SPA-FRANCORCHAMPS, Belgium -- Daniel Ricciardo says his decision to leave Red Bull for Renault comes down to a need for a fresh challenge in his career after 10 years affiliated with the energy drinks company's Formula One operation.
At Thursday's press conference ahead of this weekend's Belgian Grand Prix, Ricciardo faced the media for the first time since his shock announcement at the start of the summer break. Despite being flanked by Carlos Sainz and Pierre Gasly, who will also be moving teams, and Fernando Alonso, who also used the break to announce his decision to quit F1 at the end of 2019, Ricciardo was asked the majority of the questions.
Ricciardo, who won races in China and Monaco at the start of the current campaign before seeing his championship hopes fade in the races leading into August, said he started to realise this year that he might need a new challenge.
"In my mind I felt it was the right time to make a change," he said. "This year, particularly the first part of the year, I guess up until Monaco, was an amazing start for me, so many positives. There was a lot of good momentum and energy. But at times, for whatever reason, I felt personally a little frustrated, within myself and not necessarily with things happening at the team. I was just trying to understand why. When I weighed it up I thought a change of settings, new challenge, is probably the answer I need."
He went on to state that the decision was not down to dissatisfaction with the team itself or how he saw himself within it.
"I don't feel like my presence in the team this year has changed. I think it's probably shown, particularly on Sundays, the desire is still 100 percent there. The desire to race and be the best hasn't changed.... [missing some] Just laying in bed at night more things were running through my head, I was probably asking myself more questions about what I wanted, where I see myself."
He added: "I never said I was unloved [at Red Bull], that wasn't the case. I think there was no real highlight other than the routine. We don't have to a 9-5 job and we're not going to the same office every day but so many years of going to the same factory or whatever, that routine, I felt my enjoyment of the sport was becoming a little bit, I don't know, dulled down, a bit numb at times. I felt the routine was causing that a bit.
"I'm still discovering myself in life and it's changing pretty rapidly and maybe how I felt 12 months ago isn't how I feel now. The routine is something I felt was, I don't want to say getting the best of me, but it was clearly affecting me."
Timeline of decision and call to Helmut Marko
Red Bull was caught unawares by Ricciardo's decision, having gone into the summer break assuming an extension was simply a formality at that point. Helmut Marko, the head of the team's driver programme, said this week that the Australian driver had led him and other senior management figures to believe he would sign a deal, before calling back several days later to reveal his switch to Renault.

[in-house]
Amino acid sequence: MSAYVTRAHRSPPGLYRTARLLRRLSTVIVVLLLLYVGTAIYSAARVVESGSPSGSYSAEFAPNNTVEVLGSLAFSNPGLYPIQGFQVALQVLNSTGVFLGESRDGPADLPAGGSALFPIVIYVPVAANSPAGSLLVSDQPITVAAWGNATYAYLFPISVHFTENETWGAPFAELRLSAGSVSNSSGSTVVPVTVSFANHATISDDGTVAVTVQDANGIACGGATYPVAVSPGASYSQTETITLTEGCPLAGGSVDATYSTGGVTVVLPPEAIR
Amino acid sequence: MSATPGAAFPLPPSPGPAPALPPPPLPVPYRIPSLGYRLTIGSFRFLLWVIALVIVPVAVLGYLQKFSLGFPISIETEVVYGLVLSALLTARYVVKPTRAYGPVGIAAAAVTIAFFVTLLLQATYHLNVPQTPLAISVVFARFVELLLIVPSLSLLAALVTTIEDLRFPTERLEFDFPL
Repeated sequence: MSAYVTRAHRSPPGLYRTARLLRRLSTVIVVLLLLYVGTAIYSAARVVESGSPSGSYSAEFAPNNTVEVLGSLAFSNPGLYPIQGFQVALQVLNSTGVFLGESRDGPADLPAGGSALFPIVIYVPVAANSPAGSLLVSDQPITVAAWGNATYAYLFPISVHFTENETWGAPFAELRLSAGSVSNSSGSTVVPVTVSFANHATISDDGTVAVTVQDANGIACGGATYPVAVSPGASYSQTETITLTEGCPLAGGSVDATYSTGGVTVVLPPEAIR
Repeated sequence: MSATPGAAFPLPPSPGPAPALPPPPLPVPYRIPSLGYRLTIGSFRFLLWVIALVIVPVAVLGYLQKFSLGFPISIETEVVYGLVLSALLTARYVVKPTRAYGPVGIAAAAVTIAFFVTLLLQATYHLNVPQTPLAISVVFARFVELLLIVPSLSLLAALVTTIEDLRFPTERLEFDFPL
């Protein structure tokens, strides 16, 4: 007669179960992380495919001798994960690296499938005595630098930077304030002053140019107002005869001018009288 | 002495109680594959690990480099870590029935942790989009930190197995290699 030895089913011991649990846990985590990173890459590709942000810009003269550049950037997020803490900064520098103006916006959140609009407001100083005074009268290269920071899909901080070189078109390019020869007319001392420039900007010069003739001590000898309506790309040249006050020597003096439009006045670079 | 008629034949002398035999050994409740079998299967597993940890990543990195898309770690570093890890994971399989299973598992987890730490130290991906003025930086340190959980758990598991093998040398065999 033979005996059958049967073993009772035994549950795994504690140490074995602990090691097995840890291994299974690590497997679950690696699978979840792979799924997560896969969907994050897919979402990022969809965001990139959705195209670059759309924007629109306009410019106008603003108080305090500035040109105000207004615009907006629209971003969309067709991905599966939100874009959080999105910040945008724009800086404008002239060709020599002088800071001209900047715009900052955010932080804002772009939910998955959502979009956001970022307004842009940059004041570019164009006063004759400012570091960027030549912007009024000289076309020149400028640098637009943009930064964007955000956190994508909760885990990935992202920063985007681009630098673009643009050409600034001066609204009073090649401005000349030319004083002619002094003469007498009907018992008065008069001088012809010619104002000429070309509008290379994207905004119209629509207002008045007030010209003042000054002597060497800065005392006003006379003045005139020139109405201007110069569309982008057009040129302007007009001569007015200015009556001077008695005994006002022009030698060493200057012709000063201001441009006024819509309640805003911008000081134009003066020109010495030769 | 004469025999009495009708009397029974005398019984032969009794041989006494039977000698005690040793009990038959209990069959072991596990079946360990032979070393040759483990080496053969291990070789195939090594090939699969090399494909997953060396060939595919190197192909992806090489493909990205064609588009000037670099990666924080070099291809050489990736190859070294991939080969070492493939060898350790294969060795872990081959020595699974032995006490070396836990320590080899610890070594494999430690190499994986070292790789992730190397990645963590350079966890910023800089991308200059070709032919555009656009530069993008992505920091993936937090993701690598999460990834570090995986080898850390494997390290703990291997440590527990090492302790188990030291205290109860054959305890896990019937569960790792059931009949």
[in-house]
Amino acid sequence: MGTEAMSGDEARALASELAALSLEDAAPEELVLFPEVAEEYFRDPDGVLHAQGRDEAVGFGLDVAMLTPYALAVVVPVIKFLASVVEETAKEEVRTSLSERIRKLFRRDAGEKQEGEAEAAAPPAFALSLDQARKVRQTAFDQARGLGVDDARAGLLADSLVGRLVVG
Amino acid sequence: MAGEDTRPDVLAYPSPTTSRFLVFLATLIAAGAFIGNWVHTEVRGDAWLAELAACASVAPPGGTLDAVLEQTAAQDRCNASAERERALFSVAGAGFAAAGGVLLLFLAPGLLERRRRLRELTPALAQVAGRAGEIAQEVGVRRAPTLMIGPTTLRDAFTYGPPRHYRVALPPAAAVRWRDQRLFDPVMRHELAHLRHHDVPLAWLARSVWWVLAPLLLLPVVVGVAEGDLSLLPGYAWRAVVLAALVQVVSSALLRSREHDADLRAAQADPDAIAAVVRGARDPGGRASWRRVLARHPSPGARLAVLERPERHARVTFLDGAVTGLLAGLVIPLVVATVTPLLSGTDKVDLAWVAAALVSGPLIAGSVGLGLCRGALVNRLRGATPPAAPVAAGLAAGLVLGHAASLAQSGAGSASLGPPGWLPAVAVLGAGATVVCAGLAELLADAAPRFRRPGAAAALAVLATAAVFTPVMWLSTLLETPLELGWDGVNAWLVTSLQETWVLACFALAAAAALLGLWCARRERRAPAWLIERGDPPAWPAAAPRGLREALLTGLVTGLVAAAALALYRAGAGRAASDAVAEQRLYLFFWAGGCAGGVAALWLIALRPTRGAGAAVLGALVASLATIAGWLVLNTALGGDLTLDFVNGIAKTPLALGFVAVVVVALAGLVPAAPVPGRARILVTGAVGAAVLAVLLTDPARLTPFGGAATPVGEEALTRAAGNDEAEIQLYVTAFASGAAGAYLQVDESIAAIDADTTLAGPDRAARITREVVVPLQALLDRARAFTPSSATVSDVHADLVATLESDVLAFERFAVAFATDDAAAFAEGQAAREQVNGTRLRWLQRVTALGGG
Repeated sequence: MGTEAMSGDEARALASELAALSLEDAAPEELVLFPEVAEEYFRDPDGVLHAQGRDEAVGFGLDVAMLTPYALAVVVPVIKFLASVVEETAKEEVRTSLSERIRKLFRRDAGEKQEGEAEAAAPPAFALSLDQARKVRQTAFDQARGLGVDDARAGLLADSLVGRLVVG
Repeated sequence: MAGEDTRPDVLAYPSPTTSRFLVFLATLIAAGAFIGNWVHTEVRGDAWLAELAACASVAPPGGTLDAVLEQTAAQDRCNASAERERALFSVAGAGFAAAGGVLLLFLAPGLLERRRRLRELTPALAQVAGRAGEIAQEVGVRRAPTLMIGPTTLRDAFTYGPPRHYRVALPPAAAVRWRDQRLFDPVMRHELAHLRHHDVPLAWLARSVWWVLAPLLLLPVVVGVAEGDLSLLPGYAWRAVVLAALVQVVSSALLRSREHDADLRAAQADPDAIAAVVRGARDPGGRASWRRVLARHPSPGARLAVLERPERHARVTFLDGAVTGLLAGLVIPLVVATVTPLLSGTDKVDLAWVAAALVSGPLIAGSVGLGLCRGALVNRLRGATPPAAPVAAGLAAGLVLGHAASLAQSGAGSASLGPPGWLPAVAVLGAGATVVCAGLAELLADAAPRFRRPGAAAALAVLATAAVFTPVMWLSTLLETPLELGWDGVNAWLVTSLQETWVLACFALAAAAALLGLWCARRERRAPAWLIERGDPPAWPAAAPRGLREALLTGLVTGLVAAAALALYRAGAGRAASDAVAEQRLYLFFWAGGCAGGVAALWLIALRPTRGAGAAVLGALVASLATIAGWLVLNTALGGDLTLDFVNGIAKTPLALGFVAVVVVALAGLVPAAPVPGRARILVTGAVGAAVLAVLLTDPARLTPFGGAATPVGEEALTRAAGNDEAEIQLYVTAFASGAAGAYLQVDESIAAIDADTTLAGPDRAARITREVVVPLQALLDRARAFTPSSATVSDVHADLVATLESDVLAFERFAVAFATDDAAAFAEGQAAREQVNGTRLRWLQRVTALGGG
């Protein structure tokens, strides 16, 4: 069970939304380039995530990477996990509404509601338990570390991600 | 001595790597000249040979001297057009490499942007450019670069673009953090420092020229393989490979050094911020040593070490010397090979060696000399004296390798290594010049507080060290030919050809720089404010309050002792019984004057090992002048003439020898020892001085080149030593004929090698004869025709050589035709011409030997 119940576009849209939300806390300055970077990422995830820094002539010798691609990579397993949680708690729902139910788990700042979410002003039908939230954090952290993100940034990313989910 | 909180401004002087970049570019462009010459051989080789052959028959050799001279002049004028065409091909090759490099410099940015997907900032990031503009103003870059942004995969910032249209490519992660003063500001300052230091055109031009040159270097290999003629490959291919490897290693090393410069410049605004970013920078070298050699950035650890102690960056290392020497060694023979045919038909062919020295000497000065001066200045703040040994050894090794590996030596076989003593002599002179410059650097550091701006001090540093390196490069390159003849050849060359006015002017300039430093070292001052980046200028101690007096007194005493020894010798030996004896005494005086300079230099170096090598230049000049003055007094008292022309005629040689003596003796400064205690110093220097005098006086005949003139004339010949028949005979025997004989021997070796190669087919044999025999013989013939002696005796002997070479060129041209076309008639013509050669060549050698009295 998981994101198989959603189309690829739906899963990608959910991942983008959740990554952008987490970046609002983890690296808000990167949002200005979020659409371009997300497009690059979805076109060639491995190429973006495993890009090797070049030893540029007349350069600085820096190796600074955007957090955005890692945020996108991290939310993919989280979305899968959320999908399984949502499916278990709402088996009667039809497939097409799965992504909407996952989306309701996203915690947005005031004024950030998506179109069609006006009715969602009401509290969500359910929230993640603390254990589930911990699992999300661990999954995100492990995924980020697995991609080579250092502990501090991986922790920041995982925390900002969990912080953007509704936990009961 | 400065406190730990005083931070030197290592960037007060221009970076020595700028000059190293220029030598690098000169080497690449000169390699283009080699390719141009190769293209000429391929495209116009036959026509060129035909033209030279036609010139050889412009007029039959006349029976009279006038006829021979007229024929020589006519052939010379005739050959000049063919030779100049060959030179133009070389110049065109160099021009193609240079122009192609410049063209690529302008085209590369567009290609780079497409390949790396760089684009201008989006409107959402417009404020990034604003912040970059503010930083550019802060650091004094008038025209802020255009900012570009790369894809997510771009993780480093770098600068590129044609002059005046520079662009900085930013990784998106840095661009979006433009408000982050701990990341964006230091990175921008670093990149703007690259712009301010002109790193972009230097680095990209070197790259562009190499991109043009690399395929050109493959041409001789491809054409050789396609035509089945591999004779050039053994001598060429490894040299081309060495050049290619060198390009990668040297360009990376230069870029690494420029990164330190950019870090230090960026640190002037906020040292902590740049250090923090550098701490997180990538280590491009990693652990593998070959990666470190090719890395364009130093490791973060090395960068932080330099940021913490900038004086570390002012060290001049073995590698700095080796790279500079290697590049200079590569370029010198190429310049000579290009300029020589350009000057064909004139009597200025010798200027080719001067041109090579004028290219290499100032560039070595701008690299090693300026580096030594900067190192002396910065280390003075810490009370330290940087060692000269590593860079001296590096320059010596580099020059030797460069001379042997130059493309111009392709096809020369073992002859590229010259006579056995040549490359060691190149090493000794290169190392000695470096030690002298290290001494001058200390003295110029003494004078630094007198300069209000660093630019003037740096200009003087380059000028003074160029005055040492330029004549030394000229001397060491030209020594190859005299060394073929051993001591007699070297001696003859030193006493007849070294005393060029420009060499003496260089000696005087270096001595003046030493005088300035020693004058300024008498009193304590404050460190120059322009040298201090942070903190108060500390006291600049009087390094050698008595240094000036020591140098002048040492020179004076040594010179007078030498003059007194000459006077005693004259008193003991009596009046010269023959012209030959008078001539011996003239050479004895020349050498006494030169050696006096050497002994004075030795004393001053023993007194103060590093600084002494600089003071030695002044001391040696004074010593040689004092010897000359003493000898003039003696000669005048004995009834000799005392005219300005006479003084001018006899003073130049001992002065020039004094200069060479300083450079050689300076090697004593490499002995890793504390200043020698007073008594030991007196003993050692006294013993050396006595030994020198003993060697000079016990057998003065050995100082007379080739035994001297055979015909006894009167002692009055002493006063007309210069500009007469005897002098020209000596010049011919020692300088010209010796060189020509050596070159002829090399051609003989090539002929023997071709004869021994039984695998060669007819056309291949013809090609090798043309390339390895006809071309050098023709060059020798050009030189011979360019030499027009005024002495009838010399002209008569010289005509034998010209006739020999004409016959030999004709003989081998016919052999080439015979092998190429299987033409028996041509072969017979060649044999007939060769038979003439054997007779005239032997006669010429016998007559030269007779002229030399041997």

Ricciardo admitted it was a difficult call to make.
When asked about Marko's comments, he laughed and said: "It wasn't like that.
"It was tough, I don't like letting anyone down. Not many people get satisfaction out of letting others down. It was OK, a call I had to make. One which for sure made me a little nervous, but I think it went OK. Understanding in many ways. He's known me for 10 years and I think he'd sensed at times some frustration or maybe some things changing in me, so I don't think it completely surprised him but he was a little bit disappointed I was moving on.
"From my point of view it makes me sad to move on but it makes me proud to know I was wanted. It was all very calm and respectful, so, it was all I could ask for."
He said the decision had been a long time coming, rather than one made in the spur of the moment.
"To be clear, there was no falling out or any bad blood with anyone in the team, nothing at all. With the contract stuff people assumed I was pretty much done with Red Bull and ready to sign, but I'm pretty sure I always just said I was close to doing something. I never said it was 100 percent going to be with Red Bull. There wasn't anything that happened overnight which caused this decision."
"There was back and forth over the last few months. In the end, the deal, we'd come to a happy place with it. So then it was up to me, I guess I knew what was in front of me."
He added: "It is not something I knew for weeks or months. So, it was all pretty much when it got announced right before the break.
"Renault was part of my considerations for a bit of time, they didn't come out of nowhere in the last hour.
"I was really torn with what to do and that process took time. Still in the race weekend in Budapest I wasn't sure what I was going to be doing.
"I did the test on Tuesday, and had some time to think about it over those 48 hours and came to my decision.
"It wasn't easy. There were a lot of factors and variables I had to weigh up in my mind."
The Verstappen question
Ricciardo also refuted the suggestion his move was down to a fear of staying alongside current teammate Max Verstappen, something suggested by Red Bull boss Christian Horner after the news became official.
Asked if he felt increasingly uneasy to stay a team seemingly being built around Verstappen, he replied: "No is the short answer.
"I think externally, around the media and some fans perspectives as well that might be seen as the case, but honestly internally... Baku and that we had an incident and a couple of on-track things around ourselves but as far as [inequality] went within the team probably from the outside people thought that but hand on heart there was never any sign of that."